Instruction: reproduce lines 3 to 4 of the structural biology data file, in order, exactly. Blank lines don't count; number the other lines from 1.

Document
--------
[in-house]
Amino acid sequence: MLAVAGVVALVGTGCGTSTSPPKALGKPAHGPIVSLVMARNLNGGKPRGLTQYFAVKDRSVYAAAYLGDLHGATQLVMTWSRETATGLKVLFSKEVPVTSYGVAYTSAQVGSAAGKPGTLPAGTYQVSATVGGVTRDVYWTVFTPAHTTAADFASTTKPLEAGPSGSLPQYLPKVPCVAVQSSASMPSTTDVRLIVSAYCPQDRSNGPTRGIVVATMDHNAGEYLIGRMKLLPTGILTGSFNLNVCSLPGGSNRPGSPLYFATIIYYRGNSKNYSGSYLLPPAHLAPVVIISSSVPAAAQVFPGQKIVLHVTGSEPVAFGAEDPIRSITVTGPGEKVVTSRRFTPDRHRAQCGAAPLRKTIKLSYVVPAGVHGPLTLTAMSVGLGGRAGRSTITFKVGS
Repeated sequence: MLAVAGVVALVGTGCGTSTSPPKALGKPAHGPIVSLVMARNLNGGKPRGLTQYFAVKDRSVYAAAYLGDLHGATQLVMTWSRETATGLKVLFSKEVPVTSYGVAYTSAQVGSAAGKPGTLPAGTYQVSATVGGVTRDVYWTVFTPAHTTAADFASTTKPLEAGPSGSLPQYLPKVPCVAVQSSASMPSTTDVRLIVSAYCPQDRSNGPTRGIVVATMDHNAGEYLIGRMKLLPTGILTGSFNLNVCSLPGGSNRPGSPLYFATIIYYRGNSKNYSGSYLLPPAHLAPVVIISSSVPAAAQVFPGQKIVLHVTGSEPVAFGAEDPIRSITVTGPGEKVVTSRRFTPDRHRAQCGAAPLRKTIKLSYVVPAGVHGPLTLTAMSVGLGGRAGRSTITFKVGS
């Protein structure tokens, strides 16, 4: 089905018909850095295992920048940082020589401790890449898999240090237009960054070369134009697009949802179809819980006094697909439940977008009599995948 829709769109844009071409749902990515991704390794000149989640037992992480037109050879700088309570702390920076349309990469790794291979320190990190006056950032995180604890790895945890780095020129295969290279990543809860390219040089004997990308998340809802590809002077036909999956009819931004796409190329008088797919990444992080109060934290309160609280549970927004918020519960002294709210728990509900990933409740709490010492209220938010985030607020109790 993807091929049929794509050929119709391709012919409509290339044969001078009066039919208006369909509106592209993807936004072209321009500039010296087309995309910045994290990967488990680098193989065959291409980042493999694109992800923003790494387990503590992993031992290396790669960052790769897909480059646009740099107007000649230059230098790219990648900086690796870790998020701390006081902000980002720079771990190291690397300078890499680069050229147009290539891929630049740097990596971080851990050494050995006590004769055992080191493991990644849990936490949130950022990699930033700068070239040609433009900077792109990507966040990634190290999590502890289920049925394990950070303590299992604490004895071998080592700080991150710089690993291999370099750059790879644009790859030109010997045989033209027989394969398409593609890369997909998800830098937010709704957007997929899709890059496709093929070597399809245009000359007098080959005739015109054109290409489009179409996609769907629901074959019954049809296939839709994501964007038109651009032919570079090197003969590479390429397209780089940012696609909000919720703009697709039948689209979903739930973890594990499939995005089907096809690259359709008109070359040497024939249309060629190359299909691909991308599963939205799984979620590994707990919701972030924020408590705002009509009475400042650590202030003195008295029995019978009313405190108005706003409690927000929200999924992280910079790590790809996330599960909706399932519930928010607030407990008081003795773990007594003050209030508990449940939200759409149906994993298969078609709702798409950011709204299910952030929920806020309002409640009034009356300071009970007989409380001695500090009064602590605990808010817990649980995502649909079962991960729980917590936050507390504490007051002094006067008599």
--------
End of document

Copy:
Repeated sequence: MLAVAGVVALVGTGCGTSTSPPKALGKPAHGPIVSLVMARNLNGGKPRGLTQYFAVKDRSVYAAAYLGDLHGATQLVMTWSRETATGLKVLFSKEVPVTSYGVAYTSAQVGSAAGKPGTLPAGTYQVSATVGGVTRDVYWTVFTPAHTTAADFASTTKPLEAGPSGSLPQYLPKVPCVAVQSSASMPSTTDVRLIVSAYCPQDRSNGPTRGIVVATMDHNAGEYLIGRMKLLPTGILTGSFNLNVCSLPGGSNRPGSPLYFATIIYYRGNSKNYSGSYLLPPAHLAPVVIISSSVPAAAQVFPGQKIVLHVTGSEPVAFGAEDPIRSITVTGPGEKVVTSRRFTPDRHRAQCGAAPLRKTIKLSYVVPAGVHGPLTLTAMSVGLGGRAGRSTITFKVGS
């Protein structure tokens, strides 16, 4: 089905018909850095295992920048940082020589401790890449898999240090237009960054070369134009697009949802179809819980006094697909439940977008009599995948 829709769109844009071409749902990515991704390794000149989640037992992480037109050879700088309570702390920076349309990469790794291979320190990190006056950032995180604890790895945890780095020129295969290279990543809860390219040089004997990308998340809802590809002077036909999956009819931004796409190329008088797919990444992080109060934290309160609280549970927004918020519960002294709210728990509900990933409740709490010492209220938010985030607020109790 993807091929049929794509050929119709391709012919409509290339044969001078009066039919208006369909509106592209993807936004072209321009500039010296087309995309910045994290990967488990680098193989065959291409980042493999694109992800923003790494387990503590992993031992290396790669960052790769897909480059646009740099107007000649230059230098790219990648900086690796870790998020701390006081902000980002720079771990190291690397300078890499680069050229147009290539891929630049740097990596971080851990050494050995006590004769055992080191493991990644849990936490949130950022990699930033700068070239040609433009900077792109990507966040990634190290999590502890289920049925394990950070303590299992604490004895071998080592700080991150710089690993291999370099750059790879644009790859030109010997045989033209027989394969398409593609890369997909998800830098937010709704957007997929899709890059496709093929070597399809245009000359007098080959005739015109054109290409489009179409996609769907629901074959019954049809296939839709994501964007038109651009032919570079090197003969590479390429397209780089940012696609909000919720703009697709039948689209979903739930973890594990499939995005089907096809690259359709008109070359040497024939249309060629190359299909691909991308599963939205799984979620590994707990919701972030924020408590705002009509009475400042650590202030003195008295029995019978009313405190108005706003409690927000929200999924992280910079790590790809996330599960909706399932519930928010607030407990008081003795773990007594003050209030508990449940939200759409149906994993298969078609709702798409950011709204299910952030929920806020309002409640009034009356300071009970007989409380001695500090009064602590605990808010817990649980995502649909079962991960729980917590936050507390504490007051002094006067008599």